99. THE THIRTY-THREE PEARLS.
"A man I know," said Teddy Nicholson at a certain family party,
"possesses a string of thirty-three pearls. The middle pearl is the largest and best of all, and the others are so selected and arranged that, starting from one end, each successive pearl is worth £100 more than the preceding one, right up to the big pearl. From the other end the pearls increase in value by £150 up to the large pearl. The whole (1/4)
string is worth £65,000. What is the value of that large pearl?"
"Pearls and other articles of clothing," said Uncle Walter, when the price of the precious gem had been discovered, "remind me of Adam and Eve. Authorities, you may not know, differ as to the number of apples that were eaten by Adam and Eve. It is the opinion of some that Eve 8 (ate) and Adam 2 (too), a total of 10 only. But certain mathematicians (2/4)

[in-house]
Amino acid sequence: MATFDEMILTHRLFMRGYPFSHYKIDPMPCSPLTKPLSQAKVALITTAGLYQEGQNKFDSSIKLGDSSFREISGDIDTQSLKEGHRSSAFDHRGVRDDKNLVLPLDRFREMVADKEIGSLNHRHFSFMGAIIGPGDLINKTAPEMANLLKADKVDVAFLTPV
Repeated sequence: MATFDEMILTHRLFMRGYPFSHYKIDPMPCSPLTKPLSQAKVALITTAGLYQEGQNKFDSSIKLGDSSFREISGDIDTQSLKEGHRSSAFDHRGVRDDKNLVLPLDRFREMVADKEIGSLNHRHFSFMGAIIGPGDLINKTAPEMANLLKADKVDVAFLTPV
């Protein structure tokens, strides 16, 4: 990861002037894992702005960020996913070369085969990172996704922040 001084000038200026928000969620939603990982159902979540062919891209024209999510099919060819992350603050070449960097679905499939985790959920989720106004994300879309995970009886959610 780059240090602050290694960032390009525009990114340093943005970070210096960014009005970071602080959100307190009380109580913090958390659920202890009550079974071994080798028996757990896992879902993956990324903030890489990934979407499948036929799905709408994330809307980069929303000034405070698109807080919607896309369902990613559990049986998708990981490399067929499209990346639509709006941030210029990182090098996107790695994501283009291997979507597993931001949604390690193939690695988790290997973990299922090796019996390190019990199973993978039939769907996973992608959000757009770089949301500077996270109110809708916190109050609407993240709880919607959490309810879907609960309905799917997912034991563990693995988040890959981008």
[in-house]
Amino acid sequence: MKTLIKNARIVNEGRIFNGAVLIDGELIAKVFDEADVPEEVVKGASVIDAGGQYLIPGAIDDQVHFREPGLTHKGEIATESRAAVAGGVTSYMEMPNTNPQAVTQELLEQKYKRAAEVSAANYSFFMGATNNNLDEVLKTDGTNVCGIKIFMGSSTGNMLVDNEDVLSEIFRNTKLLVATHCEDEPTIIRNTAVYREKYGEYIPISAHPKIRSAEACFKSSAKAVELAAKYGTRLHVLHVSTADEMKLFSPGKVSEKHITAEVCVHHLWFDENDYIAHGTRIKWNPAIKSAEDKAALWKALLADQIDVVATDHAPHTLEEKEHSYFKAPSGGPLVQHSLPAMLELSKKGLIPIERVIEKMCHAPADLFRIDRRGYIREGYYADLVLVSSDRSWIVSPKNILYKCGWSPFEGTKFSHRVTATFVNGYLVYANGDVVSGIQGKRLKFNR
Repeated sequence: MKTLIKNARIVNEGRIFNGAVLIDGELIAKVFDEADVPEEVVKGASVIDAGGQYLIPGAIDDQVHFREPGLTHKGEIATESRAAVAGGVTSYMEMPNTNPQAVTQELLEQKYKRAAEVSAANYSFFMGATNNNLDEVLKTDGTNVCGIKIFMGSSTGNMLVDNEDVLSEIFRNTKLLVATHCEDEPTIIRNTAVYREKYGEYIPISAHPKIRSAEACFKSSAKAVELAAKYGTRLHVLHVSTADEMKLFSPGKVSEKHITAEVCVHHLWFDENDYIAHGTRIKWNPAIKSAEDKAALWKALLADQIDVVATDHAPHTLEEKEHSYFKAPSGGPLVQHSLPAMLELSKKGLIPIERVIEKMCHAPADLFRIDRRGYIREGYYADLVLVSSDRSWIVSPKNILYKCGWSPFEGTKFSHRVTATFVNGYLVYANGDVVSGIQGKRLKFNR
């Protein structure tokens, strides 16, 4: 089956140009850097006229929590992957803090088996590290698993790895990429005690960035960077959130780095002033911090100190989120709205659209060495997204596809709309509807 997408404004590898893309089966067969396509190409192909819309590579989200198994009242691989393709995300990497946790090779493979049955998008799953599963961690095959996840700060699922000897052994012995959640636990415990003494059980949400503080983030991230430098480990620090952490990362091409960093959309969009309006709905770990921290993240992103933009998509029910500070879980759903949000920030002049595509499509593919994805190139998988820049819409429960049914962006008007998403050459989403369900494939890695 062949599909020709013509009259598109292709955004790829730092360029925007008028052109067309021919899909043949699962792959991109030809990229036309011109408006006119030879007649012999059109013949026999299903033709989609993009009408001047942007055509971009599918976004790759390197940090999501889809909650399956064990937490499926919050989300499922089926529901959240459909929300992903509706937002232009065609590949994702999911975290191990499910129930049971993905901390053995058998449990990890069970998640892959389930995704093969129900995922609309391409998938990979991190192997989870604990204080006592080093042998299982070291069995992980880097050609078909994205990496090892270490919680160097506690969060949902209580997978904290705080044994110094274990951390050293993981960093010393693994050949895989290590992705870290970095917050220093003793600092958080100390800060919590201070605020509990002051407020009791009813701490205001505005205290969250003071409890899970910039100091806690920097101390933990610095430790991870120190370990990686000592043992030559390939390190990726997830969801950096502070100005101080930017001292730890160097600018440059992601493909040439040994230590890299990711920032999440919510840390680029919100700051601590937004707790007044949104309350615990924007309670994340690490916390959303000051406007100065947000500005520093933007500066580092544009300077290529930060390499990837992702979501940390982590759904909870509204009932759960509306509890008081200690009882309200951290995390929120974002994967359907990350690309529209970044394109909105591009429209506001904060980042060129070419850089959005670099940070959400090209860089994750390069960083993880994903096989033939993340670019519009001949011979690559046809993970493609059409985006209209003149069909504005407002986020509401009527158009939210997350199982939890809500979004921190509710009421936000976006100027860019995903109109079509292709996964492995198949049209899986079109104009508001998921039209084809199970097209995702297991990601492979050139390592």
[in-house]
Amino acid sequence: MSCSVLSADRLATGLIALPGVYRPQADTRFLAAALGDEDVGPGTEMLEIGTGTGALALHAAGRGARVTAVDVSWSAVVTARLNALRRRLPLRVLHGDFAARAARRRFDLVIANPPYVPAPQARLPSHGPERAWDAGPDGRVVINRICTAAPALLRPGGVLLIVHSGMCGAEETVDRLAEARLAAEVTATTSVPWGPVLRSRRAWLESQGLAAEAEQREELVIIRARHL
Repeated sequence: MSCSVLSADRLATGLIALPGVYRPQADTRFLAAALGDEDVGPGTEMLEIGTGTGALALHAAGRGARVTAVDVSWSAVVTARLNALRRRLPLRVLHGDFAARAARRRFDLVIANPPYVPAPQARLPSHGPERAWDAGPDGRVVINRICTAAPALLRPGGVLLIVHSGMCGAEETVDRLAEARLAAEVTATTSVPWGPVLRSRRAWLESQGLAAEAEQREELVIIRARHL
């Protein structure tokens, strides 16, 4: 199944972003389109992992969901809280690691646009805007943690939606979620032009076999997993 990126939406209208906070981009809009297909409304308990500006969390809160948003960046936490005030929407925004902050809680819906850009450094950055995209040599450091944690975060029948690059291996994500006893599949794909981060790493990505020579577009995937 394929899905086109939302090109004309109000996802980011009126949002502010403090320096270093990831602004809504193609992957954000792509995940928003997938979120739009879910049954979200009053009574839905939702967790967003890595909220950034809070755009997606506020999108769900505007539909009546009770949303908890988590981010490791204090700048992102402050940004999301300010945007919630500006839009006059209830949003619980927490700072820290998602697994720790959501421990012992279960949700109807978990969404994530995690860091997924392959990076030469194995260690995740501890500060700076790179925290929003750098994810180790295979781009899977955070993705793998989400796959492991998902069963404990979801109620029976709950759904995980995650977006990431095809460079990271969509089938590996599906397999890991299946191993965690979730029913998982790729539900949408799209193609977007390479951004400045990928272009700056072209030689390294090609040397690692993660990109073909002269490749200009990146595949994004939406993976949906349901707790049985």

"I am sure you are all wrong," insisted Mr. Wilson, "for I consider that Eve 8 1 4 Adam, and Adam 8 1 2 4 Eve, so we get a total of 8,938."
"But, look here," broke in Herbert. "If Eve 8 1 4 Adam and Adam 8 1 2 4 2 oblige Eve, surely the total must have been 82,056!"
At this point Uncle Walter suggested that they might let the matter rest. He declared it to be clearly what mathematicians call an indeterminate problem. (4/4)
The social network of the future: No ads, no corporate surveillance, ethical design, and decentralization! Own your data with Mastodon!